Interfutures. Facing the Future: Mastering the Probable and Managing the Unpredictable. Paris: OECD, 1979. vi + 425pp. $20.00 (paper).
Photographs of the earth taken from space strikingly illustrate its fundamental unity. While this powerful insight may not yet have transformed international relations, there can be little doubt that is has helped to stimulate the debate about global futures. Facing the Future is the latest intergovernmental contribution to this fast-developing field. Its central theme is the necessity, and indeed the profound desirability, our learning to manage an interdependent world economy with greater justice and effectiveness then we have so far achieved. Of particular interest is the attention it pays to the interrelationships between nations and to the possible measures that might be taken to increase global economic co-operation.
With the onset of a new recession, financial and energy problems looming, the technology/unemployment equation as yet solved and the recurrent temptation to a resort of economic protectionism, this report is a timely one. It is a massive, complex and sophisticated exercise that attempts to outline many of the difficult problems and choices facing both the developed and the developing nations of the world.
While the report is not primarily concerned with prediction per se, it does portray a world confronted with changed of unprecedented scope and magnitude. For example, it foresees an ultimate world population stabilised at about 12 billion persons (three times the present total), an inexorable movement of economic power away from most of the present OECD countries, the strong probability of recurrent crises over the distribution of energy and some raw materials (but not, apart from oil, their ultimate depletion, – a myth effectively dispelled here), increasingly serious threats to the global ecology and severe problems of adjustment both within and between nations.
The method adopted for dealing with such issues is the prospective analysis of six carefully constructed global scenarios, which acts as testbeds for a variety of assumptions and policy options. These dramatise the fact there is no such thing as “the future” which we must passively accept, but rather a cone of alternative possibilities, some more attractive than others, which continually arise from chance, existing structures and the exercise of reasoned choice. The authors rightly emphasis that “the complex relations between values, growth and structures, now make any linear view of development untenable.” This fact is of profound importance for all those involved in education at whatever level. The knowledge that man is now responsible for the future not only suggests that the future should receive at least as much attention as the past in educational programs, but also, in view of the transformations that will characterise the late 20th century, suggests that attempts to understand educational tasks simply in terms of cultural reproduction are no longer adequate. With the classical convergence theories of economic development now in considerable doubt, this has just as much significance for third world countries as it does for others.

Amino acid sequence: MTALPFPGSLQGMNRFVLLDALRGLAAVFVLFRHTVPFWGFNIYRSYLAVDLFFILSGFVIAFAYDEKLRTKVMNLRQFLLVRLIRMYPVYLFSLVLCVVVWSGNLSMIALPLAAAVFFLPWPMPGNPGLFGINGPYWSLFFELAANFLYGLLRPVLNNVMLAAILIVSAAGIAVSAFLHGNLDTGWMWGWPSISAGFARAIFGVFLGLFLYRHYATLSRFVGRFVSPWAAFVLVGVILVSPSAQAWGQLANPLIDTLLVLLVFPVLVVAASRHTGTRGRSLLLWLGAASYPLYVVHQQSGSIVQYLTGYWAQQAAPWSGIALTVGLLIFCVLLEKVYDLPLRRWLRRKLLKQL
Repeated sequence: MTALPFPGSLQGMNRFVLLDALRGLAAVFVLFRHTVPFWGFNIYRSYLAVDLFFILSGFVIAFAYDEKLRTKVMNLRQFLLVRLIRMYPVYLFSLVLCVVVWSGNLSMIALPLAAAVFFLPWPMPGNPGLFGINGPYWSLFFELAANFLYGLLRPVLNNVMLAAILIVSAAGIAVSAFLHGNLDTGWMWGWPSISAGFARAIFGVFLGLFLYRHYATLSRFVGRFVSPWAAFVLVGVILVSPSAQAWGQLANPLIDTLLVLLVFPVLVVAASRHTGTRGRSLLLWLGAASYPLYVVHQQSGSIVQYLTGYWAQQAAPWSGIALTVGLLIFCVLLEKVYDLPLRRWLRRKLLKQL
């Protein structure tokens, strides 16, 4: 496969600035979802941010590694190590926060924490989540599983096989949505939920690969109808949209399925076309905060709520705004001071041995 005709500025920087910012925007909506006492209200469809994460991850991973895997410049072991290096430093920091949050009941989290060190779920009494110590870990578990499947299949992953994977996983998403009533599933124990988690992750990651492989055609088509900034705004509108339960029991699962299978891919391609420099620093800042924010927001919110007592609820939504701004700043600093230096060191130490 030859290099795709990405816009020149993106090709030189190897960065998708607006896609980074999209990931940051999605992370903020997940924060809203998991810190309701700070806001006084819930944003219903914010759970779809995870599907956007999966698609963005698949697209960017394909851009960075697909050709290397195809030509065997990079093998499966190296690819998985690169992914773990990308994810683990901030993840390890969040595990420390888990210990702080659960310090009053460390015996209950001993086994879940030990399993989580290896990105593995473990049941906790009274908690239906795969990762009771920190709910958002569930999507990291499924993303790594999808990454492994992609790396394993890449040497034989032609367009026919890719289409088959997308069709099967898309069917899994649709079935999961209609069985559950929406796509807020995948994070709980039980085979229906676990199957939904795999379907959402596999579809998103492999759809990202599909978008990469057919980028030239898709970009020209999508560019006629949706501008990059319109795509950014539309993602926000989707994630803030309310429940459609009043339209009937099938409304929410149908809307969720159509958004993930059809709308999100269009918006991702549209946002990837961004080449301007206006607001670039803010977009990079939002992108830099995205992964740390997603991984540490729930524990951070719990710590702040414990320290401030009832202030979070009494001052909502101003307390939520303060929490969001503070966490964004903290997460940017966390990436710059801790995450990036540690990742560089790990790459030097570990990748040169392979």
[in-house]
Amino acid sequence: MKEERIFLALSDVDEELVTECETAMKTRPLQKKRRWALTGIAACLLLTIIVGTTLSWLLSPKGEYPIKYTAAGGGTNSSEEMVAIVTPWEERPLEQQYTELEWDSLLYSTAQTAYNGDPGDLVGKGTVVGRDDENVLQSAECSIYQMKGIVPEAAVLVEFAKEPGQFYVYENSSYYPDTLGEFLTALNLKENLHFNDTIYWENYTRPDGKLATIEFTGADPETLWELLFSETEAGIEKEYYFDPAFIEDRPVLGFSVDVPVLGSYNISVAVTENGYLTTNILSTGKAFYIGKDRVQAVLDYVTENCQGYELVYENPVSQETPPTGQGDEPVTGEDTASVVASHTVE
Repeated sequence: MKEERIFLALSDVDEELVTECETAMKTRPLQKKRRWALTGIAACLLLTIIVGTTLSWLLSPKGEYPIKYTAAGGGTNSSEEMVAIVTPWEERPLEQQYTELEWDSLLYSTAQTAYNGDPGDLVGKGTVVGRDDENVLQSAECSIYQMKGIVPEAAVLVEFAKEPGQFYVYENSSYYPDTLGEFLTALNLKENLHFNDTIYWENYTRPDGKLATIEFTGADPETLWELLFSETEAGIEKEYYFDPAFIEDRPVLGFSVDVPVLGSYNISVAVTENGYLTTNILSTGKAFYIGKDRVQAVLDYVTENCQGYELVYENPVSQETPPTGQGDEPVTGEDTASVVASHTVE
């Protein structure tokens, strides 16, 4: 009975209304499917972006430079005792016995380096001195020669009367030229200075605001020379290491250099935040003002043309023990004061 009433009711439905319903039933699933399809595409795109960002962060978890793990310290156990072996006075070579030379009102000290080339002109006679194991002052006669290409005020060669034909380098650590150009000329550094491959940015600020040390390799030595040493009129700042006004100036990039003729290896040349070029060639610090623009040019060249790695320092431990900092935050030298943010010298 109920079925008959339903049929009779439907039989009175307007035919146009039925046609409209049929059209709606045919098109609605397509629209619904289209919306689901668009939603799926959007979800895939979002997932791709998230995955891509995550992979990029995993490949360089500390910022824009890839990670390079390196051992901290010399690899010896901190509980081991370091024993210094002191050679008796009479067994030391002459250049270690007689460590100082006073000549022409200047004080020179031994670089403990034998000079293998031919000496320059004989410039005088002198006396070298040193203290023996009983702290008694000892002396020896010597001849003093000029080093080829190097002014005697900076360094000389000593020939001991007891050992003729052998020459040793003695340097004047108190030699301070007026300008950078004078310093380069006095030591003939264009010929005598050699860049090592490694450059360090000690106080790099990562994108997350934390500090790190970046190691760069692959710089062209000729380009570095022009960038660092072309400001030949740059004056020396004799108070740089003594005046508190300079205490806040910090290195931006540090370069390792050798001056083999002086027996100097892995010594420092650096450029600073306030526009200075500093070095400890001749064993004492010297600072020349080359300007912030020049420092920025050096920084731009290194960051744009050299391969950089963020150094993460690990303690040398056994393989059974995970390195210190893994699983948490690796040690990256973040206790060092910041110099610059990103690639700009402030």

Facing the Future attempts to deal with the great global issues from an explicitly macro-economic viewpoint, and this accounts for both its strengths and its weakness. On the one hand it speaks in a language that will be understood the world over, and this should ensure that some, at least, of its proposals will be adopted. Also to its credit is that, unlike some earlier exercise, it does attempt to build various assumptions about value changes into the scenarios. On the other hand, the adoption of an economic/managerial viewpoint does commit the authors to a particular view of reality that leads them to undervalue non-economic phenomena, including other equally important approaches to these issues. Thus, while it is admitted that the so-called “new” post-materialist values may modify one or another of the scenarios, the authors fail to see that the ideas underlying some of these values can change the nature of the whole debate by re-conceptualising the choices that can be made. Thus, in the case of energy, the authors advocate the continued widespread construction of nuclear reactors as if these were an inevitable and vitally necessary part of the energy future. This is by no means the case as Leach (1979) and Lovins (1977), among others, have shown. Similarly the authors remain optimistically committed to the ideal of “full employment”, as if this were still a viable option in the age of the ubiquitous microprocessor. In both cases it might have been more fruitful to reflect on the cultural assumptions embedded in the concepts employed to describe these issues.